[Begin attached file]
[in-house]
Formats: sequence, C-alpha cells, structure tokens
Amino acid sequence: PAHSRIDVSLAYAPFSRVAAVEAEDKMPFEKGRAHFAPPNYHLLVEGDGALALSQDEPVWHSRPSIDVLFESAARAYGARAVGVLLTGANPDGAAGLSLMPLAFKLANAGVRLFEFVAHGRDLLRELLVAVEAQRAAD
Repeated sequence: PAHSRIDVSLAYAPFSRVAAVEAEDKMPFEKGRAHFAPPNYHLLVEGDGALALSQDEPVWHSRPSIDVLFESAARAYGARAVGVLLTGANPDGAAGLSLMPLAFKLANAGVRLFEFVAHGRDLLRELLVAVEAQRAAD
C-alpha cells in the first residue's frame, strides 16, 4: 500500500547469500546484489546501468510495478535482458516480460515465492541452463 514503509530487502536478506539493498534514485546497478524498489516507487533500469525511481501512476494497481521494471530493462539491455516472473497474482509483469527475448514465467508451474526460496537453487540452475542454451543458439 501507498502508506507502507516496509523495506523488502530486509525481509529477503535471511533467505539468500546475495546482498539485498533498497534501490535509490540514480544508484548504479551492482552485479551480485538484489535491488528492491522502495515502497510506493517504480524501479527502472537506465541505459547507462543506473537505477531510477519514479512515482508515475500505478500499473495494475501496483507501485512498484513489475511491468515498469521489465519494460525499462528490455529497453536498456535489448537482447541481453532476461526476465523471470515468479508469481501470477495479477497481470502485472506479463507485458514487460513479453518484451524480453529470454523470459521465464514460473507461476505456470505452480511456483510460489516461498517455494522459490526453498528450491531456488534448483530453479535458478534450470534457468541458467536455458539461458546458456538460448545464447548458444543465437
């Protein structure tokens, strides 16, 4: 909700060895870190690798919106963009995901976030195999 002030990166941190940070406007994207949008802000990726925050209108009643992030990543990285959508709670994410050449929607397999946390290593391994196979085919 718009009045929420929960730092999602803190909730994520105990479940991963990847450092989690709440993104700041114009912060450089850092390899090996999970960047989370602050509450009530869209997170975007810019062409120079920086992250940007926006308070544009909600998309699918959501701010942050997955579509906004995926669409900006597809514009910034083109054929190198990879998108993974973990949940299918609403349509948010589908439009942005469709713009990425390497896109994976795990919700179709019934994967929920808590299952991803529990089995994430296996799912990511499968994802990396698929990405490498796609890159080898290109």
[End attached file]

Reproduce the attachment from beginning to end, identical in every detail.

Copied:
[in-house]
Formats: sequence, C-alpha cells, structure tokens
Amino acid sequence: PAHSRIDVSLAYAPFSRVAAVEAEDKMPFEKGRAHFAPPNYHLLVEGDGALALSQDEPVWHSRPSIDVLFESAARAYGARAVGVLLTGANPDGAAGLSLMPLAFKLANAGVRLFEFVAHGRDLLRELLVAVEAQRAAD
Repeated sequence: PAHSRIDVSLAYAPFSRVAAVEAEDKMPFEKGRAHFAPPNYHLLVEGDGALALSQDEPVWHSRPSIDVLFESAARAYGARAVGVLLTGANPDGAAGLSLMPLAFKLANAGVRLFEFVAHGRDLLRELLVAVEAQRAAD
C-alpha cells in the first residue's frame, strides 16, 4: 500500500547469500546484489546501468510495478535482458516480460515465492541452463 514503509530487502536478506539493498534514485546497478524498489516507487533500469525511481501512476494497481521494471530493462539491455516472473497474482509483469527475448514465467508451474526460496537453487540452475542454451543458439 501507498502508506507502507516496509523495506523488502530486509525481509529477503535471511533467505539468500546475495546482498539485498533498497534501490535509490540514480544508484548504479551492482552485479551480485538484489535491488528492491522502495515502497510506493517504480524501479527502472537506465541505459547507462543506473537505477531510477519514479512515482508515475500505478500499473495494475501496483507501485512498484513489475511491468515498469521489465519494460525499462528490455529497453536498456535489448537482447541481453532476461526476465523471470515468479508469481501470477495479477497481470502485472506479463507485458514487460513479453518484451524480453529470454523470459521465464514460473507461476505456470505452480511456483510460489516461498517455494522459490526453498528450491531456488534448483530453479535458478534450470534457468541458467536455458539461458546458456538460448545464447548458444543465437
């Protein structure tokens, strides 16, 4: 909700060895870190690798919106963009995901976030195999 002030990166941190940070406007994207949008802000990726925050209108009643992030990543990285959508709670994410050449929607397999946390290593391994196979085919 718009009045929420929960730092999602803190909730994520105990479940991963990847450092989690709440993104700041114009912060450089850092390899090996999970960047989370602050509450009530869209997170975007810019062409120079920086992250940007926006308070544009909600998309699918959501701010942050997955579509906004995926669409900006597809514009910034083109054929190198990879998108993974973990949940299918609403349509948010589908439009942005469709713009990425390497896109994976795990919700179709019934994967929920808590299952991803529990089995994430296996799912990511499968994802990396698929990405490498796609890159080898290109």